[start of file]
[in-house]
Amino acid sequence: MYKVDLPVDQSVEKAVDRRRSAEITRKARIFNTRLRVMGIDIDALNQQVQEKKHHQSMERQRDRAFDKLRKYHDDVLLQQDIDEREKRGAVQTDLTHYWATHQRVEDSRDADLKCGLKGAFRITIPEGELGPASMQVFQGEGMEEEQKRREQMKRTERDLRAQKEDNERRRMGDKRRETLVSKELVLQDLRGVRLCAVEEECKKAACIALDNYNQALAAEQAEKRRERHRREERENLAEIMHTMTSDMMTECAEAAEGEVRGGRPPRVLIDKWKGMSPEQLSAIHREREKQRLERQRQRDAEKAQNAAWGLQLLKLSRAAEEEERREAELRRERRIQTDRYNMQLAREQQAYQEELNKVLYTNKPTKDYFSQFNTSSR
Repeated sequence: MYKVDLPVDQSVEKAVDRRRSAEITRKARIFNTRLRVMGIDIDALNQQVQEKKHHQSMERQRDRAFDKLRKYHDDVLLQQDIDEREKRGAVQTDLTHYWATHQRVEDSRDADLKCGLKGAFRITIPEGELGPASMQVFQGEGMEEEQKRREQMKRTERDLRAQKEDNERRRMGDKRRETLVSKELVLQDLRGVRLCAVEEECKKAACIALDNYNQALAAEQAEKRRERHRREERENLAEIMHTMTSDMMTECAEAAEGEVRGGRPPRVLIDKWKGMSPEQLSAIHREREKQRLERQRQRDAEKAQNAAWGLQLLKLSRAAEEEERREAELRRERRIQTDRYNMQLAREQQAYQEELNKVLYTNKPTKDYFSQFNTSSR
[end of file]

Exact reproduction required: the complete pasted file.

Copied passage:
[in-house]
Amino acid sequence: MYKVDLPVDQSVEKAVDRRRSAEITRKARIFNTRLRVMGIDIDALNQQVQEKKHHQSMERQRDRAFDKLRKYHDDVLLQQDIDEREKRGAVQTDLTHYWATHQRVEDSRDADLKCGLKGAFRITIPEGELGPASMQVFQGEGMEEEQKRREQMKRTERDLRAQKEDNERRRMGDKRRETLVSKELVLQDLRGVRLCAVEEECKKAACIALDNYNQALAAEQAEKRRERHRREERENLAEIMHTMTSDMMTECAEAAEGEVRGGRPPRVLIDKWKGMSPEQLSAIHREREKQRLERQRQRDAEKAQNAAWGLQLLKLSRAAEEEERREAELRRERRIQTDRYNMQLAREQQAYQEELNKVLYTNKPTKDYFSQFNTSSR
Repeated sequence: MYKVDLPVDQSVEKAVDRRRSAEITRKARIFNTRLRVMGIDIDALNQQVQEKKHHQSMERQRDRAFDKLRKYHDDVLLQQDIDEREKRGAVQTDLTHYWATHQRVEDSRDADLKCGLKGAFRITIPEGELGPASMQVFQGEGMEEEQKRREQMKRTERDLRAQKEDNERRRMGDKRRETLVSKELVLQDLRGVRLCAVEEECKKAACIALDNYNQALAAEQAEKRRERHRREERENLAEIMHTMTSDMMTECAEAAEGEVRGGRPPRVLIDKWKGMSPEQLSAIHREREKQRLERQRQRDAEKAQNAAWGLQLLKLSRAAEEEERREAELRRERRIQTDRYNMQLAREQQAYQEELNKVLYTNKPTKDYFSQFNTSSR